Critics of new plus-sized mannequins called out for 'fat phobia', experts defend Nike's messaging

Kiwi experts are getting behind plus-size Nike mannequins in the UK, calling out critics for "hurtful and inappropriate" stereotyping.

Nike's new plus sized mannequins. Source: Nike

The sportswear giant introduced the new plus-sized mannequins to a London store earlier this month in order to be inclusive and showcase diversity.

For the first time the store has a floor dedicated to "multiple plus-sized and para-sport mannequins", Nike says in a statement.

Since its release though, the concept has drawn debate. Some people say it’s good and showcases all types of bodies, and others disagree, saying the overweight model sends the wrong message that being an unhealthy weight is okay.

A column called "Obese mannequins are selling women a dangerous lie" by English journalist Tanya Gold, for the Telegraph, reads: "The new mannequin is obese, and she is not readying herself for a run in her shiny Nike gear. She cannot run. She is, more likely, pre-diabetic and on her way to a hip replacement."

People have taken to Twitter criticising the piece, with one user saying, "if you think obese women can’t run you’ve clearly been living under a rock." The commenter compares her body to the mannequin and says she ran a 10 kilometre, half and full marathon this year.

Another commenter says the article is " disgusting", and another called it "ableist, fatphobic bull...."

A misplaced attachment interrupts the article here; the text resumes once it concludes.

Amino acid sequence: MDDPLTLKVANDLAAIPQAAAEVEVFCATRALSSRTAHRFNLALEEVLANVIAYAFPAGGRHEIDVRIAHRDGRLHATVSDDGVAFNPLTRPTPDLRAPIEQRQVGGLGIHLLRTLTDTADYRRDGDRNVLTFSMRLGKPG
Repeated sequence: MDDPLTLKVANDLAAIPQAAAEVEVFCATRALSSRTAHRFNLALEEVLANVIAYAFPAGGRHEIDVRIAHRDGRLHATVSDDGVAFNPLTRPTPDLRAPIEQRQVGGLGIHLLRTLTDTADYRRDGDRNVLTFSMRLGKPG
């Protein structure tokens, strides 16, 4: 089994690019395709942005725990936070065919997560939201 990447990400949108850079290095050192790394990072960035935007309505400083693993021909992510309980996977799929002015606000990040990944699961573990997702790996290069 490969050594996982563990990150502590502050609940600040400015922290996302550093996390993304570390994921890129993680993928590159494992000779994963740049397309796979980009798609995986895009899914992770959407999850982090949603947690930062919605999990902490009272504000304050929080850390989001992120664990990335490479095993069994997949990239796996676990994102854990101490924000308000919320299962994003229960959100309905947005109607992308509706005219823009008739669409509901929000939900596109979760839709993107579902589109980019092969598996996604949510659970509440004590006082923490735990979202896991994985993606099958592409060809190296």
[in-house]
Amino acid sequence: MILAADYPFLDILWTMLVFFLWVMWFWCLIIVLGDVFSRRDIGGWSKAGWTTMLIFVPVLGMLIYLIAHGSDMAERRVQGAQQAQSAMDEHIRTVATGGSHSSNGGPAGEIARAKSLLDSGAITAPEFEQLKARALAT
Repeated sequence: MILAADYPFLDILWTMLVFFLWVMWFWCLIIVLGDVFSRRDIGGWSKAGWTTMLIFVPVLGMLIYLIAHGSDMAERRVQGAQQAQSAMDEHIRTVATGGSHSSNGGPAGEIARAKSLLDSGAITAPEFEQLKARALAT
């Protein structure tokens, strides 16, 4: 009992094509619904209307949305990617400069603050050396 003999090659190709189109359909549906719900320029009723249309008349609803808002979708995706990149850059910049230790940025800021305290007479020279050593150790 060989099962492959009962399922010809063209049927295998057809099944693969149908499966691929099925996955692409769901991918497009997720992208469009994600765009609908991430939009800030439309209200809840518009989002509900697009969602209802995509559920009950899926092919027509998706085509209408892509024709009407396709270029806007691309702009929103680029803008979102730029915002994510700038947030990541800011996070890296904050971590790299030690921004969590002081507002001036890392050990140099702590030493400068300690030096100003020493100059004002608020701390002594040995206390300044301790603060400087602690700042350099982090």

But the journalist wasn't the only one critical of the display. A Twitter user commented, "Errrr.... NO.... unless you count eating as a sport" and others criticised Nike's use of plus size models as "promoting obesity and unhealthy living".

Kiwis experts, however, are getting behind Nike's messaging.


ABC Nutrition dietitian and director Angela Berrill told 1 NEWS she is in "full support" of the mannequins and hopes to see more brands and stores taking the direction.

"People come in all shapes and sizes and therefore mannequins and all advertising materials should reflect our diversity. 

"A person's body shape or size is not a reflection of their health - a person in a bigger body can be healthy, just as someone in a smaller body can be unhealthy."

Ms Berrill says advertising is often highly edited and photoshopped "nipping and tucking bodies, to fit some preconceived idea of what is normal or beautiful".

"These unrealistic images of body shapes and sizes are not reflections of reality, or in some instances even achievable or safe," she says.

She says the resulting feelings of negative body image and body dissatisfaction can lead to lowered self-esteem, mental health disorders and eating disorders. "Instead of body-shaming, we need to accept and support those in larger bodies."

Body Balance Nutrition non-diet nutritionist Jess Campbell agrees, saying, "we actually have is a cultural obsession with thinness, and for many, especially when it comes to viewing a plus-sized mannequin in a fitness store - is extreme discomfort in recognising that large bodied people are consumers of athletic wear and do indeed engage in physical activity and movement."